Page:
Unfortunately, Venezuela's President Chávez has little credibility when it comes to human rights since he, like Chile, has embraced Beijing. Venezuela has a lot of economic interests at stake when it comes to China. Chávez has signed a number of agreements with the Asian nation to deepen technological and energy cooperation.


In particular, Venezuela seeks to increase the supply of oil to China. Venezuela's strategy is to diversify its markets so as not to depend so much on supplying oil to the United States, its political adversary. Chávez's ultimate goal is to create a more "multi-polar" world in which the United States cannot act unilaterally.


Chávez's efforts to counteract U.S. imperial designs are understandable, but China is hardly a model country to lead a multi-polar world. Currently, China's human rights abuses are staggering. For example, the authorities have detained hundreds of thousands of people, including political activists, for "reeducation" programs, or (more to the point) forced labor camps.


Given Chávez's championing of labor protections in Venezuela, his support for China is particularly jarring. According to Human Rights Watch, Chinese workers are forbidden to form independent trade unions. Because Chinese workers have few realistic forms of redress against their employers, they have been forced to take to the streets and to the courts in an effort to press claims about forced and uncompensated overtime, employer violations of minimum wage rules, unpaid pensions and wages, and dangerous and unhealthy working environments.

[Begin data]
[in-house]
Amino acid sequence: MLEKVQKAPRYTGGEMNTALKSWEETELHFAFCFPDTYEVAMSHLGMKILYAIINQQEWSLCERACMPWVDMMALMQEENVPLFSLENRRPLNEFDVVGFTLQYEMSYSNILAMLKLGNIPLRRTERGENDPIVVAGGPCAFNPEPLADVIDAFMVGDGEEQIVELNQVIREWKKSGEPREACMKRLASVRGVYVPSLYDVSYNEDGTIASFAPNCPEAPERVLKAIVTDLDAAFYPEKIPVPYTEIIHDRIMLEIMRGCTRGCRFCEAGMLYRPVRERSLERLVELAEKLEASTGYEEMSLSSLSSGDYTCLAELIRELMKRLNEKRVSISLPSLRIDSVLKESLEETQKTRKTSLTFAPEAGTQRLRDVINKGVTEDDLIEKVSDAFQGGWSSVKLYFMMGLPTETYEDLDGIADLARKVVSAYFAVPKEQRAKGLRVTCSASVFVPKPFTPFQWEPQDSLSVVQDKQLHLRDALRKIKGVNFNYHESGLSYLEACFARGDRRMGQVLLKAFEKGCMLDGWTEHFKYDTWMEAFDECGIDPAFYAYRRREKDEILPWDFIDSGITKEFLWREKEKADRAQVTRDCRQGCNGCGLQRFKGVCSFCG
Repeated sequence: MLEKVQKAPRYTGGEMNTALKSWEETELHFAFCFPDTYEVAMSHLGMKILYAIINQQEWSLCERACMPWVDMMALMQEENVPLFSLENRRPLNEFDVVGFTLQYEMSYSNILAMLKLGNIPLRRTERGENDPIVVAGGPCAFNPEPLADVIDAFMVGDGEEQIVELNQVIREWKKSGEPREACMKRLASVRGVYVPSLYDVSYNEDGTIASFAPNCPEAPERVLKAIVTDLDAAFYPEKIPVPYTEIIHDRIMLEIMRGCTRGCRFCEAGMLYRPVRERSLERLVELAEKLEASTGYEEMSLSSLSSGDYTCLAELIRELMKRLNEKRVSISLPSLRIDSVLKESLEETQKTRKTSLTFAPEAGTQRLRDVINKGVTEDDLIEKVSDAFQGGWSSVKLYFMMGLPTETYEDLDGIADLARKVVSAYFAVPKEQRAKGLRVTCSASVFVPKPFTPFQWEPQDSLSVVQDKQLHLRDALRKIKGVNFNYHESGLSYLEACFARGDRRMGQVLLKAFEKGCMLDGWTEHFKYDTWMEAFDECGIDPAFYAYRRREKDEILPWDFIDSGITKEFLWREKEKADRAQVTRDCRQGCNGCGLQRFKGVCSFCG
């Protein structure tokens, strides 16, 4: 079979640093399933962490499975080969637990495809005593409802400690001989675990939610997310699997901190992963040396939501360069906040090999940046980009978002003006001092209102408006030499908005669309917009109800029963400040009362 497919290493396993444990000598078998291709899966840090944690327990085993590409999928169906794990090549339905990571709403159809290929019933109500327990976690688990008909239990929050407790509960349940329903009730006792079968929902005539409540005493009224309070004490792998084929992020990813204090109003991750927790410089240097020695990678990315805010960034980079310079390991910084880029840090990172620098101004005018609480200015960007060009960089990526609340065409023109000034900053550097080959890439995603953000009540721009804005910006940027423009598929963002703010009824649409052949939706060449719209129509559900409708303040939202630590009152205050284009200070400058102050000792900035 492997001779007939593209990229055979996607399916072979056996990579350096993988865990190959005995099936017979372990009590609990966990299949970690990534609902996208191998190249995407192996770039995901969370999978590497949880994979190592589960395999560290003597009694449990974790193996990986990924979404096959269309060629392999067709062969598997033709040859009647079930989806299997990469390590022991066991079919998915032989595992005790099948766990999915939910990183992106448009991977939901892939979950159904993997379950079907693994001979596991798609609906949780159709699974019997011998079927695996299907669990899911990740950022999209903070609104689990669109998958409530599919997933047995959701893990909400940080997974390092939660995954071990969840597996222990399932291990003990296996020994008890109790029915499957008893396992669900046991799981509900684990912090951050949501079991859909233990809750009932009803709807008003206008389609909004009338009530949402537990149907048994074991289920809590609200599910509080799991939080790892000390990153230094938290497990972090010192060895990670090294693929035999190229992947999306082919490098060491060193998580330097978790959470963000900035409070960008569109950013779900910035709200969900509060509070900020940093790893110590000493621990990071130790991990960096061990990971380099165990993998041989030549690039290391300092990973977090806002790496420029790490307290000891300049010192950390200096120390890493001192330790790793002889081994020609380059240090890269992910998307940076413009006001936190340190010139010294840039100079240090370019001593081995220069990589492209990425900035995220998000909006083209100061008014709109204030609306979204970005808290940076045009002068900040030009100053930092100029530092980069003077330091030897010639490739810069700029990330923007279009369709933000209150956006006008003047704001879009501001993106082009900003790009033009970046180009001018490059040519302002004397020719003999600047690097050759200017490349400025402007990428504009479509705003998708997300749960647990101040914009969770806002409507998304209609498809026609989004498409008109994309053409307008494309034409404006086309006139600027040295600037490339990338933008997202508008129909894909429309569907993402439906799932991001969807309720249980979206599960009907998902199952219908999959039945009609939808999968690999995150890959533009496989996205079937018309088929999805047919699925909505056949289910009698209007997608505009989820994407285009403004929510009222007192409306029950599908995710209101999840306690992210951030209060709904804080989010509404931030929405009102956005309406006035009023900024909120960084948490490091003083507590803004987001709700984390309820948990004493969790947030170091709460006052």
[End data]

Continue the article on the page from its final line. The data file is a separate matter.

"Workers who seek redress through strike action are often subject to attacks by plainclothes thugs who appear to operate at the behest of employers," writes Human Rights Watch in a recent report. In one recent incident, a group of 200 thugs armed with spades, axes, and steel pipes attacked a group of workers in Guangdong who were protesting over not having been paid for four months; they beat one worker to death.


Chávez's World Travels: From Saddam to Ahmadinejad

It's not the first time that the Venezuelan leader has exercised a certain lack of moral clarity in his foreign relations. As long as countries pass the crucial litmus test of opposing the US, Chávez will eagerly court their support. The Venezuelan president, for example, went to Iraq in August of 2000 to meet with Saddam Hussein. He was the first head of state to meet with the Iraqi leader since the Persian Gulf War of 1991.


"We are very happy to be in Baghdad, to smell the scent of history and to walk on the bank of the Tigris River," Chávez told reporters. "I extend my deep gratitude to him [Saddam] for the warm welcome he gave us."